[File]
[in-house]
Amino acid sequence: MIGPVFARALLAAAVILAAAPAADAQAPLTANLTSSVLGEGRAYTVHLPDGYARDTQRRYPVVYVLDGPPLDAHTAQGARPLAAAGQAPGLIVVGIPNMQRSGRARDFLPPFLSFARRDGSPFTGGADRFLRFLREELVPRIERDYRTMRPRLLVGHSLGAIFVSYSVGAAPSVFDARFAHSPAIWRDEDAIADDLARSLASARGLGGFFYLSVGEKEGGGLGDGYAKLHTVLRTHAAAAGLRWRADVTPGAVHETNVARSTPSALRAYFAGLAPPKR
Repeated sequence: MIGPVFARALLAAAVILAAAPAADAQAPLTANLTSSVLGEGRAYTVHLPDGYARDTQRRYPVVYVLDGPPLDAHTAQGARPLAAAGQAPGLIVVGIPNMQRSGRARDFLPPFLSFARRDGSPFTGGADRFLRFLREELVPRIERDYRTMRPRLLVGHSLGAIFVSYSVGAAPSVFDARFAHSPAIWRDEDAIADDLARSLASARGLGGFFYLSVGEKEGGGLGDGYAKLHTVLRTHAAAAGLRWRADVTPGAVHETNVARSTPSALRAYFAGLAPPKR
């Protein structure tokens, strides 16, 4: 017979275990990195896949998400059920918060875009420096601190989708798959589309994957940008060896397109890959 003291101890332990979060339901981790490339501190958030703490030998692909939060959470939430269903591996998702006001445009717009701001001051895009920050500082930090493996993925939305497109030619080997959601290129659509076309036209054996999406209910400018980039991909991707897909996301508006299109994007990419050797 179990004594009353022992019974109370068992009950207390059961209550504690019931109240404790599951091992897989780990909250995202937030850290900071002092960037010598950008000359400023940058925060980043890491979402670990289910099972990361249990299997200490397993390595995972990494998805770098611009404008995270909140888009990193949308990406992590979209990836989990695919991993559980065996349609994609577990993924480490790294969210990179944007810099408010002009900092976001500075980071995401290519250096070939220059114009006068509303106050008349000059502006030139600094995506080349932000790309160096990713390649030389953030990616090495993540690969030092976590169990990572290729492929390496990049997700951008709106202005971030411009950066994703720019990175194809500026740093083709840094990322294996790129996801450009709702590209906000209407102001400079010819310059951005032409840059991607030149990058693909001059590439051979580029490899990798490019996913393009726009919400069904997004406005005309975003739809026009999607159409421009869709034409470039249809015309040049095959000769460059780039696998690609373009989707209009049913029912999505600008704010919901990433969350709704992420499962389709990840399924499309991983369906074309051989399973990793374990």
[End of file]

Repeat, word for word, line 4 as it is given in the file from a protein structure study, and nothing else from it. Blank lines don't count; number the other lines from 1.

């Protein structure tokens, strides 16, 4: 017979275990990195896949998400059920918060875009420096601190989708798959589309994957940008060896397109890959 003291101890332990979060339901981790490339501190958030703490030998692909939060959470939430269903591996998702006001445009717009701001001051895009920050500082930090493996993925939305497109030619080997959601290129659509076309036209054996999406209910400018980039991909991707897909996301508006299109994007990419050797 179990004594009353022992019974109370068992009950207390059961209550504690019931109240404790599951091992897989780990909250995202937030850290900071002092960037010598950008000359400023940058925060980043890491979402670990289910099972990361249990299997200490397993390595995972990494998805770098611009404008995270909140888009990193949308990406992590979209990836989990695919991993559980065996349609994609577990993924480490790294969210990179944007810099408010002009900092976001500075980071995401290519250096070939220059114009006068509303106050008349000059502006030139600094995506080349932000790309160096990713390649030389953030990616090495993540690969030092976590169990990572290729492929390496990049997700951008709106202005971030411009950066994703720019990175194809500026740093083709840094990322294996790129996801450009709702590209906000209407102001400079010819310059951005032409840059991607030149990058693909001059590439051979580029490899990798490019996913393009726009919400069904997004406005005309975003739809026009999607159409421009869709034409470039249809015309040049095959000769460059780039696998690609373009989707209009049913029912999505600008704010919901990433969350709704992420499962389709990840399924499309991983369906074309051989399973990793374990």